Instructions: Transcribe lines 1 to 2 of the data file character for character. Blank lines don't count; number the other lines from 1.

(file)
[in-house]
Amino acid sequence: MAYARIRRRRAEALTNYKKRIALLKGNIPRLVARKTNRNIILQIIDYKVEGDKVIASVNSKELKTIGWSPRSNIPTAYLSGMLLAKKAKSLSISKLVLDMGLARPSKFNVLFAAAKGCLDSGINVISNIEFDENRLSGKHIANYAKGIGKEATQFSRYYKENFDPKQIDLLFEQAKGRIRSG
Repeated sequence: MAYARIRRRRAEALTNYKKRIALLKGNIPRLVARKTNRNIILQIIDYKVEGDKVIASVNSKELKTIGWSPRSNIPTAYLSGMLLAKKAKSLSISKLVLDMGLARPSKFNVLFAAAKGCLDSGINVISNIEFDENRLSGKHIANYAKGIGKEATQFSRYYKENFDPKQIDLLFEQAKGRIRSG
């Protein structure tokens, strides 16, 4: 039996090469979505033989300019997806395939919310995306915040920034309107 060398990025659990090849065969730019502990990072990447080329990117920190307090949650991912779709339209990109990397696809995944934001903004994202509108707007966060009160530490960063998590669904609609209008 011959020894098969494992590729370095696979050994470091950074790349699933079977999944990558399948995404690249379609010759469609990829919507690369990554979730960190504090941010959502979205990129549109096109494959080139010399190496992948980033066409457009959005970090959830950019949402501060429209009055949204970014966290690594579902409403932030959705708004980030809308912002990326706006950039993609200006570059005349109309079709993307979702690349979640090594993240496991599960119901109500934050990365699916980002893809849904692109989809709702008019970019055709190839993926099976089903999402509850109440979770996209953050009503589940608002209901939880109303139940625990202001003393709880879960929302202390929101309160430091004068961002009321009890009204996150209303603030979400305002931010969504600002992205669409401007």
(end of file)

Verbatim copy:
[in-house]
Amino acid sequence: MAYARIRRRRAEALTNYKKRIALLKGNIPRLVARKTNRNIILQIIDYKVEGDKVIASVNSKELKTIGWSPRSNIPTAYLSGMLLAKKAKSLSISKLVLDMGLARPSKFNVLFAAAKGCLDSGINVISNIEFDENRLSGKHIANYAKGIGKEATQFSRYYKENFDPKQIDLLFEQAKGRIRSG